- #1: Lean Cuisine
- #2: Smart Ones
- #3: Healthy Choice
I did not eat a single shovelful of lasagna in 2012, a sad fact for which I blame the collective negligence of our nation's grandmas, as well as my own sloth. I can't speak for the grandmas, who may well have an excuse for failing to overstuff me with noodle casseroles and unconditional love (though no such excuse comes to mind). As for my own role in this dark saga: I'd planned to make my first career lasagna for Christmas dinner, but I passive-aggressively torpedoed that mission by waiting until noon on Christmas day to start my grocery shopping, and oops, pasta shop's closed, let's go throw $100 at a crappy hotel buffet.
I gave that buffet what for, but hate-eating my weight in dinner rolls and chicken croquettes was no replacement for the baked pasta I so slobbily craved. Thus the new year has found me in the tricky predicament of needing to lose weight while suffering from an unscratched lasagna itch. What's a repentant fat-ass with $3, a microwave, and no grandmas to do? Treat himself to some diet frozen lasagna, of course!
From time to time I'll catch a smug Internet thug disparaging the very notion of single-serve frozen entrees. "Oh ho ho, how sad, you want beef stroganoff but don't feel like cooking all day, you have a pet and your pants fit weird." Phooey. It's perfectly reasonable for a happy, well-adjusted person to let the freezer do the prep work every now and then. With that in mind I tracked down lasagna with meat sauce from three leading purveyors of health-conscious (or at least health-marketed) frozen food: Healthy Choice, Lean Cuisine, and Weight Watchers' Smart Ones.
Healthy Choice Baked Taste Lasagna with Meat Sauce
($2.99 for 9.5 ounces, 280 calories)
This was the tallest laz slab in the lineup (an inch and a half; the others were a single wimpy inch tall), making it my pre-eating favorite. The other two actually weighed an ounce more apiece, but I'm a sucker for a nice, high pile of food, you know? The Healthy Choicer had three noodle layers, assembled like so: pasta on the bottom, then a thin sheen of tomato sauce and a couple crumbles of beef-soy barely holding up the middle noodle, then a layer of cottage cheese* topped by a noodle bearing shreds of part-skim mozzarella.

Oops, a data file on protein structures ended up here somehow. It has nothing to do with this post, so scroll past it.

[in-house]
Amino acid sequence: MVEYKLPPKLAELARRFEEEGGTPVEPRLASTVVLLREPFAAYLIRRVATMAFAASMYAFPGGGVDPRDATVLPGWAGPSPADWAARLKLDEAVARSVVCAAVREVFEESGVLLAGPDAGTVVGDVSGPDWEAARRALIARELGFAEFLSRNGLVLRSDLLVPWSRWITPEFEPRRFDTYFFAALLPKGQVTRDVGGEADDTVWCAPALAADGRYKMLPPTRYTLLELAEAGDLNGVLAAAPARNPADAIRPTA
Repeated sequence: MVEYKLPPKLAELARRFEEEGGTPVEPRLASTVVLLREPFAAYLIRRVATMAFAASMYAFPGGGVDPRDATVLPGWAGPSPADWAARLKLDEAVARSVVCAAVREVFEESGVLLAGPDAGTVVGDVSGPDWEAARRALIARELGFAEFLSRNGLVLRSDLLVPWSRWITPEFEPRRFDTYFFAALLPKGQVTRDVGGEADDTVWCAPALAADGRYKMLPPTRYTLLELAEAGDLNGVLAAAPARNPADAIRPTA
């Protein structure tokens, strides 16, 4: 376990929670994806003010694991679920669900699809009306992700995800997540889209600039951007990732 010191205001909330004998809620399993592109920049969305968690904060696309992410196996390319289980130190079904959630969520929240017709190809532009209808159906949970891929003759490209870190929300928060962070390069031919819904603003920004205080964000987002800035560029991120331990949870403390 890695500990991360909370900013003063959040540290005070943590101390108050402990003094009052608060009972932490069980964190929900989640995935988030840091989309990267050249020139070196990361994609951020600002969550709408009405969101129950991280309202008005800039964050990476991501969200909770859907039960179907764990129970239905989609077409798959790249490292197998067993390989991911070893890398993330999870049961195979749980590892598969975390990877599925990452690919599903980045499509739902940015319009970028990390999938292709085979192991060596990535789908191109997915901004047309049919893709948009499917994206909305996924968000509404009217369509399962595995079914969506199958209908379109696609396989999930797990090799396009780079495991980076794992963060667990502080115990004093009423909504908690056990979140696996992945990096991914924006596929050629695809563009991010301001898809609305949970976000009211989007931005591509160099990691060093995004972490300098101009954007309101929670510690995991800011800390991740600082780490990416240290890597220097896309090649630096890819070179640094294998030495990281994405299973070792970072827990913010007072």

This one was the most pasta-heavy. I love pasta, and so should every other sensible lasagnist, but the supplementary elements were too light on flavor, and the noodles were fine but also just frozen pasta and therefore not up to the task of carrying an entire meal. The watery sauce didn't even taste like tomatoes, never mind any of the alleged garlic and spices, and I don't know what the green flecks in the cottage cheese were pretending to do. The mozzarella was predictably tasteless, though the cottage cheese did have a slight tang. I found Healthy Choice lasagna to be acceptable but also the weakest of the three, as the overall experience was a bit too reminiscent of undercooked Ellio's pizza.
* Healthy Choice also uses trace amounts of ricotta, romano, and parmesan, but the interior cheese is predominantly of the cottage variety, presumably to dodge calories.
Weight Watchers Smart Ones Classic Favorites Traditional Lasagna with Meat Sauce
($2.99 for 10.5 ounces, 290 calories)
The Smart One was another tri-noodle affair, with matching layers of ricotta and meat beneath a blanket of thick sauce and a smattering of seemingly unmeltable mozzarella shards. The sauce was almost wholly lacking in flavor—it reminded me of jarred pizza sauce marketed to the very meek or omni-allergic—but at least it was plentiful and viscous. The meat role was ably played by little balls of a beef-soy mix that managed to taste somewhat meaty and even a little bit herbed and spiced. The ricotta was on the granular side, and also a touch runny, but it had the rare-for-the-breed distinction of tasting like actual cheese. The noodles were gummier than ideal, but still eminently edible. Smart Ones frozen lasagna is a shade better than the Healthy Choice rendition.
Lean Cuisine Simple Favorites Lasagna with Meat Sauce
($3.29 for 10.5 ounces, 320 calories)
Lean Cuisine distinguished itself from the competition by boldly employing just two noodles and barely any interior cheese (just a thimbleful of cottage crumbles), making way for big chunks of a beef-pork-soy blend that felt like real meat and tasted like mild Italian sausage. The sauce was the most flavorful of the bunch, which is to say it had a faint hint of dried basil and a couple tiny chunks of dehydrated onion. The desultory mozzarella crown did nothing but melt, but at least it didn't take up too many of the calories better spent on the meat and wheat. Lean Cuisine lasagna was by far the class of this tasting.
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